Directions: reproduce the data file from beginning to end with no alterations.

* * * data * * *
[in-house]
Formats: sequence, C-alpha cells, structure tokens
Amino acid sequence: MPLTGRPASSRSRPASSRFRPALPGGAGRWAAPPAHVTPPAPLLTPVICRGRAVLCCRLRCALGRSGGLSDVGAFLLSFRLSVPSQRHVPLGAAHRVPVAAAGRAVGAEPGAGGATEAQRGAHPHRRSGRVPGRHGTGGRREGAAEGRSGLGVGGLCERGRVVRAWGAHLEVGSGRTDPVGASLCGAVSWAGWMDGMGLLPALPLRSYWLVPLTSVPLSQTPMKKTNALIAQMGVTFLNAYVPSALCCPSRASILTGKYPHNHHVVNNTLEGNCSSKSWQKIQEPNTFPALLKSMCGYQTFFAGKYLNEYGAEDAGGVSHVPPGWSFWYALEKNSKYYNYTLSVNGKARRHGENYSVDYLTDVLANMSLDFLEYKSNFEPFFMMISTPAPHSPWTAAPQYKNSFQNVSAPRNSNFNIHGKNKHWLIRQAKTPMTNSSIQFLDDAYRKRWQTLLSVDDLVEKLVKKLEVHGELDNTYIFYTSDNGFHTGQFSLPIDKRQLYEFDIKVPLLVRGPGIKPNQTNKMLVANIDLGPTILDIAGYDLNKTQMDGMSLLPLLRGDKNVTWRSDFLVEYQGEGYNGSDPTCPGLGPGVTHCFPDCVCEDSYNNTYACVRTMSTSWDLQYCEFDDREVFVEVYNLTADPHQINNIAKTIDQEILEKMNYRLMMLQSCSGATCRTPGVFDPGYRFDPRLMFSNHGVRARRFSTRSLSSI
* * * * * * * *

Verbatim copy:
[in-house]
Formats: sequence, C-alpha cells, structure tokens
Amino acid sequence: MPLTGRPASSRSRPASSRFRPALPGGAGRWAAPPAHVTPPAPLLTPVICRGRAVLCCRLRCALGRSGGLSDVGAFLLSFRLSVPSQRHVPLGAAHRVPVAAAGRAVGAEPGAGGATEAQRGAHPHRRSGRVPGRHGTGGRREGAAEGRSGLGVGGLCERGRVVRAWGAHLEVGSGRTDPVGASLCGAVSWAGWMDGMGLLPALPLRSYWLVPLTSVPLSQTPMKKTNALIAQMGVTFLNAYVPSALCCPSRASILTGKYPHNHHVVNNTLEGNCSSKSWQKIQEPNTFPALLKSMCGYQTFFAGKYLNEYGAEDAGGVSHVPPGWSFWYALEKNSKYYNYTLSVNGKARRHGENYSVDYLTDVLANMSLDFLEYKSNFEPFFMMISTPAPHSPWTAAPQYKNSFQNVSAPRNSNFNIHGKNKHWLIRQAKTPMTNSSIQFLDDAYRKRWQTLLSVDDLVEKLVKKLEVHGELDNTYIFYTSDNGFHTGQFSLPIDKRQLYEFDIKVPLLVRGPGIKPNQTNKMLVANIDLGPTILDIAGYDLNKTQMDGMSLLPLLRGDKNVTWRSDFLVEYQGEGYNGSDPTCPGLGPGVTHCFPDCVCEDSYNNTYACVRTMSTSWDLQYCEFDDREVFVEVYNLTADPHQINNIAKTIDQEILEKMNYRLMMLQSCSGATCRTPGVFDPGYRFDPRLMFSNHGVRARRFSTRSLSSI